The CatacombsCatacombs Reference Library
Marcus Berkmann on Space 1999

Marcus Berkmann

DreamWatch Issue 35, July 1997, p74

Marcus Berkmann is a journalist and writer, best known for his writing on cricket, including the humorous book Rain Men (1995). His book Set Phasers to Stun: 50 Years of Star Trek was published in 2016. In 1996 he was television critic for the Daily Mail, and started a regular back-page column for monthly DreamWatch magazine on television science fiction. For those who didn't live in 1970s Britain, Texan bars were a Nestle chocolate bar, and Chopper Harris was a footballer.

Texan Bars, Chopper Harris and... Space: 1999

There's nothing like a good readers' survey to get the juices flowing, and last month's in Dreamwatch was no exception.

The eclipse of The X-Files by Babylon 5 was as unexpected as it was merited, for we telefantasy fans are a cruel bunch, always demanding to be thrilled and entertained when producers would just prefer to churn out the same old rubbish over and over again. Have you noticed that even the repeats of The X-Files aren't as much fun as you thought they would be? My shelves continue to groan with video-recorded episodes of the show, but when will I get round to watching them again? This year? Next year? Sometime? Never?

Anyway, congratulations to Joe Straczynski and his team, who must have wondered whether anyone would ever notice what they were up to. If only Warner Bros noticed what they are up to, they might start getting somewhere.

But enough of these glossy, up-to- the-minute productions, for something else caught my eye, rather further down the list of Readers' All-Time Faves. Yes, roaring in at 17th place with 36 points, and a sparkling 6 first placings, was none other than Space: 1999, one of my own favourite shows. I was bold enough to confess to this when I first started this column - a grave mistake, as it turned out. I received letters that would curl your hair, curdle your blood, iron your trousers and brush your teeth. The depth of readers' loathing for the show was astonishing. Then I remembered that in 1975, when it first appeared on British TV, it had been scheduled directly opposite Doctor Who, and that at school most of us divided, apparently randomly, into Doctor Who supporters and Space: 1999 supporters. Could it be that, 20 years on, the Doctor Who supporters had neither forgotten nor forgiven?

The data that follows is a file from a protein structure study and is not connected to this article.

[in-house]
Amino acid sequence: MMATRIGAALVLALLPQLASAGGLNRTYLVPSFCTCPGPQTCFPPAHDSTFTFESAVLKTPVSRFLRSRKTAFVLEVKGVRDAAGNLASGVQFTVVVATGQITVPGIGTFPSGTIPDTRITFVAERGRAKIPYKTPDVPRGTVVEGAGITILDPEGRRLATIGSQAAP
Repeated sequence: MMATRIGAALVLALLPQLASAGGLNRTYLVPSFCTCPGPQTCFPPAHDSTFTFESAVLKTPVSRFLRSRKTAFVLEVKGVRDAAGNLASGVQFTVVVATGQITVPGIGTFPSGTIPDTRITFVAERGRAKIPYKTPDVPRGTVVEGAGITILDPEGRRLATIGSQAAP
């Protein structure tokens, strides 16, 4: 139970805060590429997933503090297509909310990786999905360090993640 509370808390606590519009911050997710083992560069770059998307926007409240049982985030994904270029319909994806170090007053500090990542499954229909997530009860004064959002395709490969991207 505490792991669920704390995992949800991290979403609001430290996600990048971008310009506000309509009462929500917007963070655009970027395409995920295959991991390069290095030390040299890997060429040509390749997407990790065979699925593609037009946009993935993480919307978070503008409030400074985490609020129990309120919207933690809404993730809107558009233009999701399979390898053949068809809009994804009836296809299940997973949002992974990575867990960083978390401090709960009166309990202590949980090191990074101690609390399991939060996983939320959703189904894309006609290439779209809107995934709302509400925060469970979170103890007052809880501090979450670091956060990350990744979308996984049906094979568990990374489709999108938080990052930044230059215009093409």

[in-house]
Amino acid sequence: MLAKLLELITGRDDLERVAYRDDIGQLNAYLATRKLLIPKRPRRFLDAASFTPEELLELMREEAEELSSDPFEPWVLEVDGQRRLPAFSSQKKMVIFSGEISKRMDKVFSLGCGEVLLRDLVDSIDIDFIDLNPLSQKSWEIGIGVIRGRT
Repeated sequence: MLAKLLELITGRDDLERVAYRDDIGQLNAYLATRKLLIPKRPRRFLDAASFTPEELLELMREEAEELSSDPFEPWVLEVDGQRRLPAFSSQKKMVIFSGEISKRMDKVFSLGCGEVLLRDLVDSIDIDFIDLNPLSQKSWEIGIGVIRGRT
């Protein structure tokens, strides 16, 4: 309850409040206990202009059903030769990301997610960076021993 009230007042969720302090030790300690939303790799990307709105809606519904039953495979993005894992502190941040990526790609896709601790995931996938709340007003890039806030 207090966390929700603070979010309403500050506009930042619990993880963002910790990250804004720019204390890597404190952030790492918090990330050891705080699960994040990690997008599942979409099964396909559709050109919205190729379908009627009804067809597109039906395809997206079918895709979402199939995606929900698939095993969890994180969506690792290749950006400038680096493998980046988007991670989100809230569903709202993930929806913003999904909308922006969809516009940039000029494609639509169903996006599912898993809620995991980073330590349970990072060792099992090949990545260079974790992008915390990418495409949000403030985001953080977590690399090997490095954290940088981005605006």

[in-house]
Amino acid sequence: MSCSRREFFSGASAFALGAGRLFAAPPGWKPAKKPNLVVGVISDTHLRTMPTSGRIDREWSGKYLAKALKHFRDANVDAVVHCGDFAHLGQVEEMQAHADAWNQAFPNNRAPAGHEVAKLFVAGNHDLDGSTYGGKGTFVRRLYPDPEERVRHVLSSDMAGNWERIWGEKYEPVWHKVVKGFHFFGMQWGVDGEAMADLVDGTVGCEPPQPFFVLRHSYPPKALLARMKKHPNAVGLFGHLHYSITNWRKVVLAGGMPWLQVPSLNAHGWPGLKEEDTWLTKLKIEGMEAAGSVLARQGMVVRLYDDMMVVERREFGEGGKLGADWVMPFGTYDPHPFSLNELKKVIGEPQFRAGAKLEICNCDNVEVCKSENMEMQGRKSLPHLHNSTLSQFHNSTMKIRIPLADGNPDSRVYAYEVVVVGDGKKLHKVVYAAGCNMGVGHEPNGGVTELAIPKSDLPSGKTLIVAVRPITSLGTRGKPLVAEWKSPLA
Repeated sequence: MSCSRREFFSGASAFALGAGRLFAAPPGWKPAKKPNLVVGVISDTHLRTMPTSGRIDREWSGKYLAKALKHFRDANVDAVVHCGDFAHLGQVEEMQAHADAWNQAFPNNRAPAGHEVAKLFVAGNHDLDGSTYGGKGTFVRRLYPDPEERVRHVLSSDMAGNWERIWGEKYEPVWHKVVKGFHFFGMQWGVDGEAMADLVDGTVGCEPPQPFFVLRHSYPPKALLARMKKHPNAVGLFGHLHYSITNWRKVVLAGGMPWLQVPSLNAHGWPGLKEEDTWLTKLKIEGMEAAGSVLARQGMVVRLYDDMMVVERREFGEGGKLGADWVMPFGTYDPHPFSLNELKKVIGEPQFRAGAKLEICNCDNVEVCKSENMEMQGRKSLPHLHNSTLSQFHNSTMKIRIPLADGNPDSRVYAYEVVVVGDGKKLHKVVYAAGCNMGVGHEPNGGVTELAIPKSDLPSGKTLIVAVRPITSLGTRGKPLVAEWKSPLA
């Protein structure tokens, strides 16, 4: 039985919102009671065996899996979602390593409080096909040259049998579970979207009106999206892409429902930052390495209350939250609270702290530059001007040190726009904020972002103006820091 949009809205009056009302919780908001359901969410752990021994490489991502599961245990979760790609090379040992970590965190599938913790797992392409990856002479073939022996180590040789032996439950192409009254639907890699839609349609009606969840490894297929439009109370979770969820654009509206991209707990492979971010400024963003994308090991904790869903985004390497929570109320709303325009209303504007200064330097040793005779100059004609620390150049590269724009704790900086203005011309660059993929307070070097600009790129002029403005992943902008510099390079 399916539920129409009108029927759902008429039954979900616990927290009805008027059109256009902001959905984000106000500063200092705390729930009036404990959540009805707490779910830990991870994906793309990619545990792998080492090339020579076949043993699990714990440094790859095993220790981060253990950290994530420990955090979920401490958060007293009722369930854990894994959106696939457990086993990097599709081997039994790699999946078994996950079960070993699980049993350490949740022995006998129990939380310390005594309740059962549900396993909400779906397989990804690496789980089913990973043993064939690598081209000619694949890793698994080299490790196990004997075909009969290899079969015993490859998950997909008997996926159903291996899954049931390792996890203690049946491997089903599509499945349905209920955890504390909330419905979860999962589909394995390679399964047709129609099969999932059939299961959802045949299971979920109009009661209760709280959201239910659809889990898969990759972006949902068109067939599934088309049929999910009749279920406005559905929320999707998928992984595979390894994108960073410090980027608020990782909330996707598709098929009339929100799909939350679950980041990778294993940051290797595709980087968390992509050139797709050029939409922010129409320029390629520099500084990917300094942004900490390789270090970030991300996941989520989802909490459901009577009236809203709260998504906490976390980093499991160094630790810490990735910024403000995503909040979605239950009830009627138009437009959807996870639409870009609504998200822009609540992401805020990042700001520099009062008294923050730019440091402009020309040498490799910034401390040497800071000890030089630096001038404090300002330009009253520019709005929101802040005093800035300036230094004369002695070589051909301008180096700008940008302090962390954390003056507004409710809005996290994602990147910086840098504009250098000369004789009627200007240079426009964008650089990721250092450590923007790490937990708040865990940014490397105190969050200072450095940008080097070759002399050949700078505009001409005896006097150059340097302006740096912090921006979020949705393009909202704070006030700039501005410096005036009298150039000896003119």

Not that I really care, because Space: 1999 was as important a part of my childhood as Texan bars, Chopper Harris and the Sunday chart show on Radio 1. We had waited a long time for a show like this, a show that had the scope and ambition of Star Trek (if not its imaginative flair) and hadn't already been shown 2,000 times.

The production values were hugely impressive, the spaceships superb and the explosions magnificent. Say what you like about Gerry Anderson, but he certainly knew how to blow things up. The destruction of the great mother ship in War Games was discussed at my school for several weeks.

What really distinguished Space: 1999, though, was its sheer grandeur, a quality that particularly appealed to the gloomy adolescent I was just about to turn into. The best episodes of that first season - the Ian McShane one, the one with Christopher Lee in a long white wig and, best of all, the awesome Dragon's Domain - had a cinematic, almost mythic quality to them, far beyond anything we had seen before on TV. The huge sets, the classical music, the fantastically pompous credit sequence... People said it was humourless. They were right. People said that Commander John Koenig and Dr Helena Russell didn't actually have characters. Spot on. You didn't need characters out there in deep space, just a certain jut of jaw and a travel tube to Main Mission.

Silliness is an occupational hazard in science fiction. Space: 1999 was scientifically inept and at times almost laughably pretentious. But at least it tried to do something different, and it did it with what at the time was a colossal amount of money. It could afford grandeur, so it went for it wholesale. I speak, of course, only of the first series of 24 episodes, made in 1974.

The second series was produced by that notorious talent-free zone Fred Freiberger, who had clearly learned nothing from his calamitous tenure at Star Trek and once again rejigged a show that didn't need rejigging. Genuine ideas were replaced by monsters of the week, Barry Morse left and half the Moonbase Alpha personnel were changed, although where all the new people were supposed to have been during the first series was never adequately explained. Baby went out with bathwater, and even I stopped watching.

That first year, though, was something special. My guess is that it was probably more influential than it has been given credit for. The crew of the Next Generation Enterprise would not have been out of place on Moonbase Alpha, while the series' mythic pretensions would later be echoed in Babylon 5. We have moved on, for sure, but I stand by my original opinion: Space: 1999 (series one) was a terrific show which has been unfairly neglected. Fortunately, at least six people agree with me. Launch Eagle One...

Space: 1999 copyright ITV Studios Global Entertainment